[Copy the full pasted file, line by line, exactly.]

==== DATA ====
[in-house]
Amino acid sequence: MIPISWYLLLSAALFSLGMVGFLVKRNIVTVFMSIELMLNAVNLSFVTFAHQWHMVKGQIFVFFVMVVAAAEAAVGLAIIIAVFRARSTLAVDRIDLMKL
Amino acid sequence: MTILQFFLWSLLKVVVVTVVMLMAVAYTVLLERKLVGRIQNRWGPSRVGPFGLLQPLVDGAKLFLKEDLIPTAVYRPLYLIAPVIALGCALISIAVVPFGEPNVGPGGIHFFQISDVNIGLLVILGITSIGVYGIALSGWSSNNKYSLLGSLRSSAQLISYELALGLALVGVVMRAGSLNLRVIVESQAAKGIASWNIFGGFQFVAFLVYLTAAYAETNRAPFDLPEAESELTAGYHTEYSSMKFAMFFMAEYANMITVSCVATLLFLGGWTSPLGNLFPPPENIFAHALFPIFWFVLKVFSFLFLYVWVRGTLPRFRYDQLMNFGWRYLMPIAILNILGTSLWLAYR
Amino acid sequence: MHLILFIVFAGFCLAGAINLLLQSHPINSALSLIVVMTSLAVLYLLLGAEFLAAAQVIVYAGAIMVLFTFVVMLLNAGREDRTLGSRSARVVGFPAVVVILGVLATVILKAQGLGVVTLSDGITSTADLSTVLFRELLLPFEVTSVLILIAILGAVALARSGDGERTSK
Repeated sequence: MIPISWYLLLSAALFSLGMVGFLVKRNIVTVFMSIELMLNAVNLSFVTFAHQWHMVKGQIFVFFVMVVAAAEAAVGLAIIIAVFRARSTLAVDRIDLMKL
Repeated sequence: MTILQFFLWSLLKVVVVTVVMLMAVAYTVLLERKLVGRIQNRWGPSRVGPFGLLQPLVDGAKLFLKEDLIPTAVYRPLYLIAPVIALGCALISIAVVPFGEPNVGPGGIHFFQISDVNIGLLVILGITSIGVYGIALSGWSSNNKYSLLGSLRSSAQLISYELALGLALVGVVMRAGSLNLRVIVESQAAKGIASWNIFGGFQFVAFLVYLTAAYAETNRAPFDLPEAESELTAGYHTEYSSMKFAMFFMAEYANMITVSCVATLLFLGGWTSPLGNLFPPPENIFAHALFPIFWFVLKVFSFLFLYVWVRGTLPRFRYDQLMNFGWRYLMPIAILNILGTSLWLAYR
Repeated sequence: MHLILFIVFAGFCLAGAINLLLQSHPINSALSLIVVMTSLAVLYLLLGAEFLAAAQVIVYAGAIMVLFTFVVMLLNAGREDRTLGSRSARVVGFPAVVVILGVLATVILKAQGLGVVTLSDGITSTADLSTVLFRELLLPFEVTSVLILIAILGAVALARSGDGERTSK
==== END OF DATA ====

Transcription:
[in-house]
Amino acid sequence: MIPISWYLLLSAALFSLGMVGFLVKRNIVTVFMSIELMLNAVNLSFVTFAHQWHMVKGQIFVFFVMVVAAAEAAVGLAIIIAVFRARSTLAVDRIDLMKL
Amino acid sequence: MTILQFFLWSLLKVVVVTVVMLMAVAYTVLLERKLVGRIQNRWGPSRVGPFGLLQPLVDGAKLFLKEDLIPTAVYRPLYLIAPVIALGCALISIAVVPFGEPNVGPGGIHFFQISDVNIGLLVILGITSIGVYGIALSGWSSNNKYSLLGSLRSSAQLISYELALGLALVGVVMRAGSLNLRVIVESQAAKGIASWNIFGGFQFVAFLVYLTAAYAETNRAPFDLPEAESELTAGYHTEYSSMKFAMFFMAEYANMITVSCVATLLFLGGWTSPLGNLFPPPENIFAHALFPIFWFVLKVFSFLFLYVWVRGTLPRFRYDQLMNFGWRYLMPIAILNILGTSLWLAYR
Amino acid sequence: MHLILFIVFAGFCLAGAINLLLQSHPINSALSLIVVMTSLAVLYLLLGAEFLAAAQVIVYAGAIMVLFTFVVMLLNAGREDRTLGSRSARVVGFPAVVVILGVLATVILKAQGLGVVTLSDGITSTADLSTVLFRELLLPFEVTSVLILIAILGAVALARSGDGERTSK
Repeated sequence: MIPISWYLLLSAALFSLGMVGFLVKRNIVTVFMSIELMLNAVNLSFVTFAHQWHMVKGQIFVFFVMVVAAAEAAVGLAIIIAVFRARSTLAVDRIDLMKL
Repeated sequence: MTILQFFLWSLLKVVVVTVVMLMAVAYTVLLERKLVGRIQNRWGPSRVGPFGLLQPLVDGAKLFLKEDLIPTAVYRPLYLIAPVIALGCALISIAVVPFGEPNVGPGGIHFFQISDVNIGLLVILGITSIGVYGIALSGWSSNNKYSLLGSLRSSAQLISYELALGLALVGVVMRAGSLNLRVIVESQAAKGIASWNIFGGFQFVAFLVYLTAAYAETNRAPFDLPEAESELTAGYHTEYSSMKFAMFFMAEYANMITVSCVATLLFLGGWTSPLGNLFPPPENIFAHALFPIFWFVLKVFSFLFLYVWVRGTLPRFRYDQLMNFGWRYLMPIAILNILGTSLWLAYR
Repeated sequence: MHLILFIVFAGFCLAGAINLLLQSHPINSALSLIVVMTSLAVLYLLLGAEFLAAAQVIVYAGAIMVLFTFVVMLLNAGREDRTLGSRSARVVGFPAVVVILGVLATVILKAQGLGVVTLSDGITSTADLSTVLFRELLLPFEVTSVLILIAILGAVALARSGDGERTSK